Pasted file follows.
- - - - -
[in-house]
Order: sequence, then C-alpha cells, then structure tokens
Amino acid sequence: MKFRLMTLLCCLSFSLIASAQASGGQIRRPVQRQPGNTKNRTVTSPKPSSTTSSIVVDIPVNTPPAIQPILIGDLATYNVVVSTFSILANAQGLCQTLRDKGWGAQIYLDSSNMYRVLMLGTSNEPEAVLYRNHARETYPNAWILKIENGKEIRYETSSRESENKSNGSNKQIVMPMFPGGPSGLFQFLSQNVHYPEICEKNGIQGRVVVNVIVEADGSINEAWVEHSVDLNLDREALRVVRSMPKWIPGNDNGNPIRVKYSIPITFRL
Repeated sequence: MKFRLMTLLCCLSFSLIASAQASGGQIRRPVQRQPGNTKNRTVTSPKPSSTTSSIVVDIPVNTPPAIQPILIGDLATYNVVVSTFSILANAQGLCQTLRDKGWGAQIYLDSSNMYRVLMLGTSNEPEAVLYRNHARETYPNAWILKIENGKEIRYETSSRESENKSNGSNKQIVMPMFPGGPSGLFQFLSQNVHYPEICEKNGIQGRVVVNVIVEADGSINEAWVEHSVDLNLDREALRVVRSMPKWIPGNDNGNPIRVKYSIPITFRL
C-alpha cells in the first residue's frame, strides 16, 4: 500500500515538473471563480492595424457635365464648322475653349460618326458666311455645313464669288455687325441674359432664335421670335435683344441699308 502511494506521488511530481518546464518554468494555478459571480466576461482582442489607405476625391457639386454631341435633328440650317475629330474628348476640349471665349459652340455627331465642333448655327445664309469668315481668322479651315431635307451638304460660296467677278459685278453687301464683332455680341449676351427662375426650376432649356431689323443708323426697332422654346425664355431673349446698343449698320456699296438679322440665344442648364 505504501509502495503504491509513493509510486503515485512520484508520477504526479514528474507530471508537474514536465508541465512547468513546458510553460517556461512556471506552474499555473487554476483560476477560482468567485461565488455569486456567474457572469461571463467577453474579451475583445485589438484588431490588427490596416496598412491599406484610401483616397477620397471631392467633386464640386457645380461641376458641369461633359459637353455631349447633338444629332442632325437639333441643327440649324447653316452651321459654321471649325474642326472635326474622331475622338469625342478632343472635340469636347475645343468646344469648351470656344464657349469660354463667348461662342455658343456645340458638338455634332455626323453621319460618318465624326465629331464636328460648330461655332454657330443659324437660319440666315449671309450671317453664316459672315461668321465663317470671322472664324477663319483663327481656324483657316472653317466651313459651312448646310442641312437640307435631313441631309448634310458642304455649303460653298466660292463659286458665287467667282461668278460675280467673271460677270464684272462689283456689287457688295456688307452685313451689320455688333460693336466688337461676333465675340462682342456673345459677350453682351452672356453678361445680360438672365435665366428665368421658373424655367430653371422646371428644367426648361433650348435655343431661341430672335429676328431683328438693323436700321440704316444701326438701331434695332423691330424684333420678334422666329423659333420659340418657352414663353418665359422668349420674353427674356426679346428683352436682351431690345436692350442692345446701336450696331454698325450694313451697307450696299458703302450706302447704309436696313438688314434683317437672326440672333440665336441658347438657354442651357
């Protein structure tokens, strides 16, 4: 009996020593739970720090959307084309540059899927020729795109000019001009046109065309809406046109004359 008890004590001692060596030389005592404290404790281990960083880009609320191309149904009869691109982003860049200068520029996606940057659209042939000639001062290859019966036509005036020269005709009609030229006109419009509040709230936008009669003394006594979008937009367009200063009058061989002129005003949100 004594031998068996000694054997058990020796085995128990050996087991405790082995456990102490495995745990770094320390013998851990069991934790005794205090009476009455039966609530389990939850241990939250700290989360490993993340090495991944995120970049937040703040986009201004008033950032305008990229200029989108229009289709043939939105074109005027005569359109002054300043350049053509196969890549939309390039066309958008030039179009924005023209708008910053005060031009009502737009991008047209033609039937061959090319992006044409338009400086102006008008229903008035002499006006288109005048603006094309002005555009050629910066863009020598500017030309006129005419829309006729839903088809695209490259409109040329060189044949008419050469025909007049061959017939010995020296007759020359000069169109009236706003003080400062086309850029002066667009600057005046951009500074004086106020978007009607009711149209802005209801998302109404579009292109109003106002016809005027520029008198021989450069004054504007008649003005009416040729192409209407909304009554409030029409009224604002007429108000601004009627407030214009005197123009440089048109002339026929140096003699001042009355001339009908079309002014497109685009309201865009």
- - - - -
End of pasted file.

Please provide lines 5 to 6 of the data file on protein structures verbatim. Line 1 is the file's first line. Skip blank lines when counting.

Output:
C-alpha cells in the first residue's frame, strides 16, 4: 500500500515538473471563480492595424457635365464648322475653349460618326458666311455645313464669288455687325441674359432664335421670335435683344441699308 502511494506521488511530481518546464518554468494555478459571480466576461482582442489607405476625391457639386454631341435633328440650317475629330474628348476640349471665349459652340455627331465642333448655327445664309469668315481668322479651315431635307451638304460660296467677278459685278453687301464683332455680341449676351427662375426650376432649356431689323443708323426697332422654346425664355431673349446698343449698320456699296438679322440665344442648364 505504501509502495503504491509513493509510486503515485512520484508520477504526479514528474507530471508537474514536465508541465512547468513546458510553460517556461512556471506552474499555473487554476483560476477560482468567485461565488455569486456567474457572469461571463467577453474579451475583445485589438484588431490588427490596416496598412491599406484610401483616397477620397471631392467633386464640386457645380461641376458641369461633359459637353455631349447633338444629332442632325437639333441643327440649324447653316452651321459654321471649325474642326472635326474622331475622338469625342478632343472635340469636347475645343468646344469648351470656344464657349469660354463667348461662342455658343456645340458638338455634332455626323453621319460618318465624326465629331464636328460648330461655332454657330443659324437660319440666315449671309450671317453664316459672315461668321465663317470671322472664324477663319483663327481656324483657316472653317466651313459651312448646310442641312437640307435631313441631309448634310458642304455649303460653298466660292463659286458665287467667282461668278460675280467673271460677270464684272462689283456689287457688295456688307452685313451689320455688333460693336466688337461676333465675340462682342456673345459677350453682351452672356453678361445680360438672365435665366428665368421658373424655367430653371422646371428644367426648361433650348435655343431661341430672335429676328431683328438693323436700321440704316444701326438701331434695332423691330424684333420678334422666329423659333420659340418657352414663353418665359422668349420674353427674356426679346428683352436682351431690345436692350442692345446701336450696331454698325450694313451697307450696299458703302450706302447704309436696313438688314434683317437672326440672333440665336441658347438657354442651357
């Protein structure tokens, strides 16, 4: 009996020593739970720090959307084309540059899927020729795109000019001009046109065309809406046109004359 008890004590001692060596030389005592404290404790281990960083880009609320191309149904009869691109982003860049200068520029996606940057659209042939000639001062290859019966036509005036020269005709009609030229006109419009509040709230936008009669003394006594979008937009367009200063009058061989002129005003949100 004594031998068996000694054997058990020796085995128990050996087991405790082995456990102490495995745990770094320390013998851990069991934790005794205090009476009455039966609530389990939850241990939250700290989360490993993340090495991944995120970049937040703040986009201004008033950032305008990229200029989108229009289709043939939105074109005027005569359109002054300043350049053509196969890549939309390039066309958008030039179009924005023209708008910053005060031009009502737009991008047209033609039937061959090319992006044409338009400086102006008008229903008035002499006006288109005048603006094309002005555009050629910066863009020598500017030309006129005419829309006729839903088809695209490259409109040329060189044949008419050469025909007049061959017939010995020296007759020359000069169109009236706003003080400062086309850029002066667009600057005046951009500074004086106020978007009607009711149209802005209801998302109404579009292109109003106002016809005027520029008198021989450069004054504007008649003005009416040729192409209407909304009554409030029409009224604002007429108000601004009627407030214009005197123009440089048109002339026929140096003699001042009355001339009908079309002014497109685009309201865009």